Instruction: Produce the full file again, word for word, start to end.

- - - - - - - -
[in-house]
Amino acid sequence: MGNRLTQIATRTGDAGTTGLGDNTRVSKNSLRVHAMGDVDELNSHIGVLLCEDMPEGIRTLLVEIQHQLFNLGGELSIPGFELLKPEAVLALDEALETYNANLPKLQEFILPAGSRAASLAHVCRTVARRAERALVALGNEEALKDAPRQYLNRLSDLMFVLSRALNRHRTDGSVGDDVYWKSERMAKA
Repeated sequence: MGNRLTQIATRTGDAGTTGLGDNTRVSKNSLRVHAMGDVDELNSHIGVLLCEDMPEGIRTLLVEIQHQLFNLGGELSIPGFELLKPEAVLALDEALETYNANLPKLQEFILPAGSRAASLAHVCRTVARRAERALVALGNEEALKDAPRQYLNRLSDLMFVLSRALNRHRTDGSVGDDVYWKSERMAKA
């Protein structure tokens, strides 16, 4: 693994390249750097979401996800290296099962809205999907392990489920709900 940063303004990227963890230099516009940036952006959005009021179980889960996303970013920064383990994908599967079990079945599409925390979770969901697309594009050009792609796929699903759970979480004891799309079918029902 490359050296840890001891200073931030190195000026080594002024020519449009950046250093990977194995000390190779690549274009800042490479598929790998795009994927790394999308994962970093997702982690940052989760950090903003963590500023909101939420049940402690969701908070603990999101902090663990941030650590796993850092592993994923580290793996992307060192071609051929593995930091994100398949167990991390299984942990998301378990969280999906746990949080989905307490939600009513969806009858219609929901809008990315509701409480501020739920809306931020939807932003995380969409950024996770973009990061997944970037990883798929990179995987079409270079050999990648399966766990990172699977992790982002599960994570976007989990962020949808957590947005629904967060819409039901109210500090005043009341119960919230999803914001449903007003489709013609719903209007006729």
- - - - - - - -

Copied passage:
[in-house]
Amino acid sequence: MGNRLTQIATRTGDAGTTGLGDNTRVSKNSLRVHAMGDVDELNSHIGVLLCEDMPEGIRTLLVEIQHQLFNLGGELSIPGFELLKPEAVLALDEALETYNANLPKLQEFILPAGSRAASLAHVCRTVARRAERALVALGNEEALKDAPRQYLNRLSDLMFVLSRALNRHRTDGSVGDDVYWKSERMAKA
Repeated sequence: MGNRLTQIATRTGDAGTTGLGDNTRVSKNSLRVHAMGDVDELNSHIGVLLCEDMPEGIRTLLVEIQHQLFNLGGELSIPGFELLKPEAVLALDEALETYNANLPKLQEFILPAGSRAASLAHVCRTVARRAERALVALGNEEALKDAPRQYLNRLSDLMFVLSRALNRHRTDGSVGDDVYWKSERMAKA
């Protein structure tokens, strides 16, 4: 693994390249750097979401996800290296099962809205999907392990489920709900 940063303004990227963890230099516009940036952006959005009021179980889960996303970013920064383990994908599967079990079945599409925390979770969901697309594009050009792609796929699903759970979480004891799309079918029902 490359050296840890001891200073931030190195000026080594002024020519449009950046250093990977194995000390190779690549274009800042490479598929790998795009994927790394999308994962970093997702982690940052989760950090903003963590500023909101939420049940402690969701908070603990999101902090663990941030650590796993850092592993994923580290793996992307060192071609051929593995930091994100398949167990991390299984942990998301378990969280999906746990949080989905307490939600009513969806009858219609929901809008990315509701409480501020739920809306931020939807932003995380969409950024996770973009990061997944970037990883798929990179995987079409270079050999990648399966766990990172699977992790982002599960994570976007989990962020949808957590947005629904967060819409039901109210500090005043009341119960919230999803914001449903007003489709013609719903209007006729």